In View from the Top, the new movie comedy, Gwyneth Paltrow experiences the highs and lows of flight attendant fashion. But orange hot pants? Here’s a look back at the glamor days of stewardess style—when Pucci prints and soaring hemlines ruled the skies
MOVING ON UP
In View from the Top, flight attendant Paltrow escapes the fictional, fashion-challenged Sierra Airlines (left, with costar Kelly Preston) for the first-class threads (right) of a coveted job with Royalty Airlines’ international service.
Stewardesses in the 1950s sported demure but shapely outfits (like TWA’s ’55 look).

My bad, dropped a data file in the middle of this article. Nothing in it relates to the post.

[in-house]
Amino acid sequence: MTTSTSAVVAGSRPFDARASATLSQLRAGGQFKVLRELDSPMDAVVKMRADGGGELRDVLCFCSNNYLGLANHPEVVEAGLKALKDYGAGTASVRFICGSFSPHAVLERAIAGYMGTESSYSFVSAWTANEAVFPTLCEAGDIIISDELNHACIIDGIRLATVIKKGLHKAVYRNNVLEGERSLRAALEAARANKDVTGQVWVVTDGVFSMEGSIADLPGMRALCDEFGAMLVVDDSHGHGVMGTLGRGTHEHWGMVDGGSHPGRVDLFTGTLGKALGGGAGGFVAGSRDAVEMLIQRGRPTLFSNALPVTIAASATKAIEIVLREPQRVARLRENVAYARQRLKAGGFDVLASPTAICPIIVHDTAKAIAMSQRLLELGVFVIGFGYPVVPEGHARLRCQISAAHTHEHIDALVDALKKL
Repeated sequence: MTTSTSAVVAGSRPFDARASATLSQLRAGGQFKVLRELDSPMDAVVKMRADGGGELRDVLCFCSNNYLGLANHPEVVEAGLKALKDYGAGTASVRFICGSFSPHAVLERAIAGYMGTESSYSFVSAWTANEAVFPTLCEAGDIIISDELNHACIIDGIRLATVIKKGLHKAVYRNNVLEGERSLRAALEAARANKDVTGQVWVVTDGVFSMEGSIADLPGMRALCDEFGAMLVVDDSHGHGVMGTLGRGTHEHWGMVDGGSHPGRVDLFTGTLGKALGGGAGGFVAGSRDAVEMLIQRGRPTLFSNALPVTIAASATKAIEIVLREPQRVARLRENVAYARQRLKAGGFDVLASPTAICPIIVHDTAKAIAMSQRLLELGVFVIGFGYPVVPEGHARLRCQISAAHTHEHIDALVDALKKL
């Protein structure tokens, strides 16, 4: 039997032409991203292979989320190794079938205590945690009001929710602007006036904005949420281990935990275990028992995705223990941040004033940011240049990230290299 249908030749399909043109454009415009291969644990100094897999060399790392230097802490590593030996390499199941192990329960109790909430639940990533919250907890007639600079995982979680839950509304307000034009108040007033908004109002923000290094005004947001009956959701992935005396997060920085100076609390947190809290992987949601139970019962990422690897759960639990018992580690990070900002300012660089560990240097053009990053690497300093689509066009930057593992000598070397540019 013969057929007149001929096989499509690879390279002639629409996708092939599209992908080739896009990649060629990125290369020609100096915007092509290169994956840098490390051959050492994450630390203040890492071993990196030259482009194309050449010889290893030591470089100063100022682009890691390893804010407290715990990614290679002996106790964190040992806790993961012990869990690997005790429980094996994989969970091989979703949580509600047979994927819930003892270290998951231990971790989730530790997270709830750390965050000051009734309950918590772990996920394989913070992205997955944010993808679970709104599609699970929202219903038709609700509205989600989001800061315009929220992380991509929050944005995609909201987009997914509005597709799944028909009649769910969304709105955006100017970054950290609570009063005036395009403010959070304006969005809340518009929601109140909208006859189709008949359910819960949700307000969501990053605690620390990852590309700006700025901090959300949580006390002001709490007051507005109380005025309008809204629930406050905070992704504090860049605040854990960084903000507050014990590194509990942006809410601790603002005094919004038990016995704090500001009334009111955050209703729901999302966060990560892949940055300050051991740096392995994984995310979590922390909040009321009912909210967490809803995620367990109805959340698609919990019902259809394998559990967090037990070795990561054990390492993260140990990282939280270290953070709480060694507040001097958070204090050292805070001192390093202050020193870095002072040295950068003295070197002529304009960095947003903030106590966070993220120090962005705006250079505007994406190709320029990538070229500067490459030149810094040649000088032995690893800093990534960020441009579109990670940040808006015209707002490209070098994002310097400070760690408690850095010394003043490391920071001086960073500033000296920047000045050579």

Designer Emilio Pucci revolutionized air wear with his mod looks for Braniff International, including a plastic bubble headdress (’65) and colorful separates (71).
American Airlines swapped three-piece uniforms for knit dresses (minilength, of course) in 1967.
WE WEAR SHORT SHORTS
In 1971 TWA garbed stewardesses in minipants, boots and a safari-style shirtdress.
THE SKY’S THE LIMIT
Launching service in 1971, Southwest Airlines boasted the lowest fares—and some of the air’s highest hemlines, with hostesses clad in orange hot pants.
Newlyweds Paul Newman and Joanne Woodward flew from N.Y.C. in 1958.
Faye Dunaway took off for swinging London on a 1967 vacation.
Audrey Hepburn headed from New York City to Europe in style in 1954.
Stars snapped up the original logo bags
TWA got a plug when Sophia Loren alit in N.Y.C. to promote a film in 1963.
Judy Garland caught a jet at Idlewild (now JFK airport) in 1963.